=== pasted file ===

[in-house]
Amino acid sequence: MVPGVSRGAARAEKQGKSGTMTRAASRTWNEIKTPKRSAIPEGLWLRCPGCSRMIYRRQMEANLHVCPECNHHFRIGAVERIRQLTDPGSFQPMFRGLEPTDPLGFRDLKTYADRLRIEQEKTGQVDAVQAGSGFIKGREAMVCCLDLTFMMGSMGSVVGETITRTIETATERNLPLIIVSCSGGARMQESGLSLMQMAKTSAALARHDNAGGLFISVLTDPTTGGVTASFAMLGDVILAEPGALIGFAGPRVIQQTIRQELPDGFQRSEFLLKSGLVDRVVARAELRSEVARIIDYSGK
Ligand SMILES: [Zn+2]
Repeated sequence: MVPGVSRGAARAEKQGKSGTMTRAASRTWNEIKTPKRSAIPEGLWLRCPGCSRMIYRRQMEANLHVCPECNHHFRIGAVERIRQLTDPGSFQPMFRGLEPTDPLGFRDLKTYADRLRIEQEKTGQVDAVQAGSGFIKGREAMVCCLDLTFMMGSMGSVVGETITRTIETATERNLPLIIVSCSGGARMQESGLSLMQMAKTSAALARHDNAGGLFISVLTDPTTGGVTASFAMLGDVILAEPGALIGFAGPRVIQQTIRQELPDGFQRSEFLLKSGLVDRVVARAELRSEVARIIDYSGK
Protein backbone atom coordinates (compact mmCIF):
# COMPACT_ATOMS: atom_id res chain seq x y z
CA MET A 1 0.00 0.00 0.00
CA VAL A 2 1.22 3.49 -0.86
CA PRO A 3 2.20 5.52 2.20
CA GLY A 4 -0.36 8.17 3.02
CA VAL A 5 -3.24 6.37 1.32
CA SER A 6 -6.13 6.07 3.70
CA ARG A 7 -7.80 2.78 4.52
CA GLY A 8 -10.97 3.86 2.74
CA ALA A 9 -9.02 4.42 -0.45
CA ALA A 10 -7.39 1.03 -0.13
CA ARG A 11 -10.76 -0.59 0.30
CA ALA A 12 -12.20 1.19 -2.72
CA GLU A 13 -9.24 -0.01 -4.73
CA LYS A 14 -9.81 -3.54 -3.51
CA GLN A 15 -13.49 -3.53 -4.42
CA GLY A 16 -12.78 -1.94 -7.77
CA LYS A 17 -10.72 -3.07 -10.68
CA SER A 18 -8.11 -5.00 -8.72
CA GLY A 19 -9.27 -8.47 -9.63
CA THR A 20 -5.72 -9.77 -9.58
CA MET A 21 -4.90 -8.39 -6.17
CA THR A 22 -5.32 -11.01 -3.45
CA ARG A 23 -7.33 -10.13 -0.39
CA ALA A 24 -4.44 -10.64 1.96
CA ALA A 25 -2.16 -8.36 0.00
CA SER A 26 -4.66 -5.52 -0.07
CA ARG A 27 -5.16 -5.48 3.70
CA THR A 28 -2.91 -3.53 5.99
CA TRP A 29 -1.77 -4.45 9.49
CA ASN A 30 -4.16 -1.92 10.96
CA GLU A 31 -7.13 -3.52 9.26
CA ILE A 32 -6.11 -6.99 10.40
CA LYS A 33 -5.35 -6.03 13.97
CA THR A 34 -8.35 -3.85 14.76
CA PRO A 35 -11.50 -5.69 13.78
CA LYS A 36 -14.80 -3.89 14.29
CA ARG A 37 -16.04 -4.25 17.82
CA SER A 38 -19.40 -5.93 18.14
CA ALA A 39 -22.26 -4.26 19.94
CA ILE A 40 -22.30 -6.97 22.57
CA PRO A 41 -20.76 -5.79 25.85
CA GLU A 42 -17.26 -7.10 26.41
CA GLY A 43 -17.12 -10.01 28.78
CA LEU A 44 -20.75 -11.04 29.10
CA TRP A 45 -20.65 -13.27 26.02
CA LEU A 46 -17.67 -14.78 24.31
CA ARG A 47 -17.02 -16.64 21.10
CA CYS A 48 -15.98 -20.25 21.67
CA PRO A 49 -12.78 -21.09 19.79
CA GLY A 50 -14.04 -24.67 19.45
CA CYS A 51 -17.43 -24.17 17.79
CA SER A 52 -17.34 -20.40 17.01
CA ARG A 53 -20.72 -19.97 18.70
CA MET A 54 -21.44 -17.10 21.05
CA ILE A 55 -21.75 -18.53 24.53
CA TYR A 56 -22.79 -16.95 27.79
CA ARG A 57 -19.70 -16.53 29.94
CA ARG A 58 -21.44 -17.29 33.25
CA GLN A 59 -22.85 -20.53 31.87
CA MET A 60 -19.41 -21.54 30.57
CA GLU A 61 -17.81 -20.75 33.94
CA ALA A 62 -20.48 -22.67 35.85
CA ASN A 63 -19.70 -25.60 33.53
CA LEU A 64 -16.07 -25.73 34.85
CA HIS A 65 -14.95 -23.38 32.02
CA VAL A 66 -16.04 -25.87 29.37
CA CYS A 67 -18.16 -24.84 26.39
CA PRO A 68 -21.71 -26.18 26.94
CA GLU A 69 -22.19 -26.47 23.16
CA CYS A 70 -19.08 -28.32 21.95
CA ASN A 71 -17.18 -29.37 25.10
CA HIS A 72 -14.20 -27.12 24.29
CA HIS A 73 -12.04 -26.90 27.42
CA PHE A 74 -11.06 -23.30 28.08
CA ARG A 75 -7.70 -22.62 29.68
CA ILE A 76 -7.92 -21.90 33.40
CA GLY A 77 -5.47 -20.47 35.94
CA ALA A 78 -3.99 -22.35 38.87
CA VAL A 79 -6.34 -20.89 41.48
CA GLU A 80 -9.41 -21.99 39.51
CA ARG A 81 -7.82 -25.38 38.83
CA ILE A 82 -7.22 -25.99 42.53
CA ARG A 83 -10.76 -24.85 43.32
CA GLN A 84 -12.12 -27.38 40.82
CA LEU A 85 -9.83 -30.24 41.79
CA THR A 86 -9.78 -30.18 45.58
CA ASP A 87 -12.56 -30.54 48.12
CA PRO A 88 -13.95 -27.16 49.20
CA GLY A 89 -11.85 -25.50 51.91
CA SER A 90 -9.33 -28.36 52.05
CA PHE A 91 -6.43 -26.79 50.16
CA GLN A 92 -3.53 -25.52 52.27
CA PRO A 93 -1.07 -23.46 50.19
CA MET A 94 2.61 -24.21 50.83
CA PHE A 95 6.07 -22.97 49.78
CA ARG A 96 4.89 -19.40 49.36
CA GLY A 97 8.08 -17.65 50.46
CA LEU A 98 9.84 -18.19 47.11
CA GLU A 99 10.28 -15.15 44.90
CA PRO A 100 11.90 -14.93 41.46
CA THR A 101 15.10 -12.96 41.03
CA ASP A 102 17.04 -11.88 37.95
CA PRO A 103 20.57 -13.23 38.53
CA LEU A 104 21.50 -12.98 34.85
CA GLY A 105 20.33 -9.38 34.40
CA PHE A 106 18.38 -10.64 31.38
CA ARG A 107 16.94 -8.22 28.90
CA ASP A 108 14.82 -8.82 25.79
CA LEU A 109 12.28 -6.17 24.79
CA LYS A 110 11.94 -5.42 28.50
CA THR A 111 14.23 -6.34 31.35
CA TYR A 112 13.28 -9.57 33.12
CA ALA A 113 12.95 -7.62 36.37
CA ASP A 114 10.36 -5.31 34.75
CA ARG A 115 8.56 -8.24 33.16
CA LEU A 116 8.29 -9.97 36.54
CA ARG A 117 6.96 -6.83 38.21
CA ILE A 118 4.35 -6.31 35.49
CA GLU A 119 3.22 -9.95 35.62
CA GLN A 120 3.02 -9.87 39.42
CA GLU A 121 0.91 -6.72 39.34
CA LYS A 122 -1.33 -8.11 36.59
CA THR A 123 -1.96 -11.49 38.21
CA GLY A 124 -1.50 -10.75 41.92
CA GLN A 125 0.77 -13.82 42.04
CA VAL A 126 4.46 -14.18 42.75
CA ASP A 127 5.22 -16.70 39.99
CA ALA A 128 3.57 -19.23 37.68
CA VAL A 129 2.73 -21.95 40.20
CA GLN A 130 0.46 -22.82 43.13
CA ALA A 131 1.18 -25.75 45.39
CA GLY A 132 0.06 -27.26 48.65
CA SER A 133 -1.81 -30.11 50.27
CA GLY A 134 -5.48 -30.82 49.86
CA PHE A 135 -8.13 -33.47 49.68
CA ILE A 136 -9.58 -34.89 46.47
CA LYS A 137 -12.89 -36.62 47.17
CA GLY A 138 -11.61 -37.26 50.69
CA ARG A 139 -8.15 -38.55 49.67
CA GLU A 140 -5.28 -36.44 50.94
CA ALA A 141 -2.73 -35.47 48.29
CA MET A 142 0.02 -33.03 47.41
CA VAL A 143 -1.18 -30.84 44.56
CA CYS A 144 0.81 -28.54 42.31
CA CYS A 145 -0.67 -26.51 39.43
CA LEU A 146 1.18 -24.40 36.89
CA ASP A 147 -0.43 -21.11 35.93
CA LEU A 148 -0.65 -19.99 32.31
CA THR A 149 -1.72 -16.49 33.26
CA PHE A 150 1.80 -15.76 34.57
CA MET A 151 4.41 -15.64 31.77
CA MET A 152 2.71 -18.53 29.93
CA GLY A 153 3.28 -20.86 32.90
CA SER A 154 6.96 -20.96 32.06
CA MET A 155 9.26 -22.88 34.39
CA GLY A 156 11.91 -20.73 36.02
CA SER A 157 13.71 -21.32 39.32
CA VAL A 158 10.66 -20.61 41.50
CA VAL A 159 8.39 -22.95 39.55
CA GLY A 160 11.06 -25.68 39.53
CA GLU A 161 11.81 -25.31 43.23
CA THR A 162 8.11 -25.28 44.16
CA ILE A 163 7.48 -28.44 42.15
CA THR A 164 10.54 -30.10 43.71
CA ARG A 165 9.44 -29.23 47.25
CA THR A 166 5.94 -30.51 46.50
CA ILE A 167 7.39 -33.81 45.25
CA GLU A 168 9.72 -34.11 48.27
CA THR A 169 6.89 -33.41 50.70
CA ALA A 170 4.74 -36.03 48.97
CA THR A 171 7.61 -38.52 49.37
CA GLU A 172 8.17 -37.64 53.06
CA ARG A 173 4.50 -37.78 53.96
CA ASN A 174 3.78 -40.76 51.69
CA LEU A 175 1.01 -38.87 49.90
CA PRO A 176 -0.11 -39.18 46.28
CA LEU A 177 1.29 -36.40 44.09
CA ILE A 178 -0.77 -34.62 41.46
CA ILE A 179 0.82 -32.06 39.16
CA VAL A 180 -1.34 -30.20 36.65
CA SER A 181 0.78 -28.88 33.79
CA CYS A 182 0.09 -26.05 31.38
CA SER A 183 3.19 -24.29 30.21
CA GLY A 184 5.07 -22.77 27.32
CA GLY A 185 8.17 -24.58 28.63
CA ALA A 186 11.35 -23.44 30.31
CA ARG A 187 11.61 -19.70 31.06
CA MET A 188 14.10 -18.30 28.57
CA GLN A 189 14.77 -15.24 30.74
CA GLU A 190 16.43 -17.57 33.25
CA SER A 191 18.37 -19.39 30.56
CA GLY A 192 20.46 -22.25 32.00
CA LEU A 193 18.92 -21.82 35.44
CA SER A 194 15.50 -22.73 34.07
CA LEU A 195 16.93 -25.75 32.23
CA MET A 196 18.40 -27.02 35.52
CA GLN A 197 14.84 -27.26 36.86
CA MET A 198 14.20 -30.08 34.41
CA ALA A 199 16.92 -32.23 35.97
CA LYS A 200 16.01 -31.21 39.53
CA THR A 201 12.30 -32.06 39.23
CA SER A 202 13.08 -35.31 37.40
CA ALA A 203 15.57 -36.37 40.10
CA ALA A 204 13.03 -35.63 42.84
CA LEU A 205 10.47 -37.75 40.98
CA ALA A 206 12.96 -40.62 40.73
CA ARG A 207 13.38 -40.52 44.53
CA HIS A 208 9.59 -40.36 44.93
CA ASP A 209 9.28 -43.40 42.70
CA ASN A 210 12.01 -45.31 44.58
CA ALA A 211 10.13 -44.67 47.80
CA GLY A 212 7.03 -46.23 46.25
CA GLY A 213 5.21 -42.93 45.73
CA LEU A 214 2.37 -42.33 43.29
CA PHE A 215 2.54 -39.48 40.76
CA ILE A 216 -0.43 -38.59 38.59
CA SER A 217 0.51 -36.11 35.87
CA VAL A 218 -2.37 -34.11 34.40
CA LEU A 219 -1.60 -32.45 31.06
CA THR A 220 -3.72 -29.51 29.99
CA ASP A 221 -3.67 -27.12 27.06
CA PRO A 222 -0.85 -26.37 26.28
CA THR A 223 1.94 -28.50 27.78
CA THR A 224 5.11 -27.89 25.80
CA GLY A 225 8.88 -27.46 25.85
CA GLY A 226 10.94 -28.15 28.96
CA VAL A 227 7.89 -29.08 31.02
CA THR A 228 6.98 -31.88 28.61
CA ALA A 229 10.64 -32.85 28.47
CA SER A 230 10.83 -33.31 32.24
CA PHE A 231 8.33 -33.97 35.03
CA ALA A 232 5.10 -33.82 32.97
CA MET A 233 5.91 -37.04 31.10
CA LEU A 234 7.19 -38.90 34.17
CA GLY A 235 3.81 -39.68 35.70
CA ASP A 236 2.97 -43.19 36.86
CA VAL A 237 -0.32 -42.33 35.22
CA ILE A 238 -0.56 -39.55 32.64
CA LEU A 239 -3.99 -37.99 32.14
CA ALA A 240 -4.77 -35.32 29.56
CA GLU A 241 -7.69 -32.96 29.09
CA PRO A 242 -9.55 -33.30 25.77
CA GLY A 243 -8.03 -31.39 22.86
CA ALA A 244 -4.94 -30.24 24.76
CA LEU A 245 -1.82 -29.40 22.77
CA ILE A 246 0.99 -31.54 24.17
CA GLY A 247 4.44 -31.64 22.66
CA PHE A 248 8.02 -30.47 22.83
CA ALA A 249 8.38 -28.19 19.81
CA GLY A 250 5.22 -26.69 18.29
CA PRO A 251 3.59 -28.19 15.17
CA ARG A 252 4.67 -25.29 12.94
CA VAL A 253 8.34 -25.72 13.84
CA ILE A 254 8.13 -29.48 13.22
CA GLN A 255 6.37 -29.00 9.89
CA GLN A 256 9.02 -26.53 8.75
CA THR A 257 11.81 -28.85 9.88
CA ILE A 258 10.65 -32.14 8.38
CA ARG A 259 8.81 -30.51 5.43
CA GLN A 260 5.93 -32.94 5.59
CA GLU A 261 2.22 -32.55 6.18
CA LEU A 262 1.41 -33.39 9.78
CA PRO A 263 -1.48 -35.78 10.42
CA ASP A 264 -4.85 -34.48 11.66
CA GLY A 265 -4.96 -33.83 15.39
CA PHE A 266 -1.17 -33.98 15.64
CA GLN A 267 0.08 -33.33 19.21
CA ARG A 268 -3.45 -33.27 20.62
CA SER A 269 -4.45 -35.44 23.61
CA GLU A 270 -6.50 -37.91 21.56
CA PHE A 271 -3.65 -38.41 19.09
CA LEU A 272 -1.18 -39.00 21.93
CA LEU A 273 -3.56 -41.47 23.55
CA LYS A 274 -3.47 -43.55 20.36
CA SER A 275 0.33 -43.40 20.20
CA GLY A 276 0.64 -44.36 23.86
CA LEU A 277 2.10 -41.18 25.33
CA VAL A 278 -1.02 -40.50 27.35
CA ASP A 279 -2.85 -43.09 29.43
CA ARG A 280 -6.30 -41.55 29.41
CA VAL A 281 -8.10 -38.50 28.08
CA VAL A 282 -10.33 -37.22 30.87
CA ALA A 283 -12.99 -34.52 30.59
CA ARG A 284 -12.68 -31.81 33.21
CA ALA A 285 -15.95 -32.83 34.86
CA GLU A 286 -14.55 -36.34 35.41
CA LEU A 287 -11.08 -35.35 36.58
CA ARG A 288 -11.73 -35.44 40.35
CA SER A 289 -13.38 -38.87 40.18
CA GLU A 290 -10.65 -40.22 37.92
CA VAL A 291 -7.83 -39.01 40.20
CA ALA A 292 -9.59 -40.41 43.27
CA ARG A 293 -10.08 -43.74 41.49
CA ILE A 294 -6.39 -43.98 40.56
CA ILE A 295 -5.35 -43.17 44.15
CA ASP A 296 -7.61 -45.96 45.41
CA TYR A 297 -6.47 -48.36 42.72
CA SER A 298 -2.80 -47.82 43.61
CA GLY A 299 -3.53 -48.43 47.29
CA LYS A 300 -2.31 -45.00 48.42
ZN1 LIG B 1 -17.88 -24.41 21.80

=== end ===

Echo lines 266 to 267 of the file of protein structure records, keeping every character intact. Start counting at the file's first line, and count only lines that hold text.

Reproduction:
CA GLN A 260 5.93 -32.94 5.59
CA GLU A 261 2.22 -32.55 6.18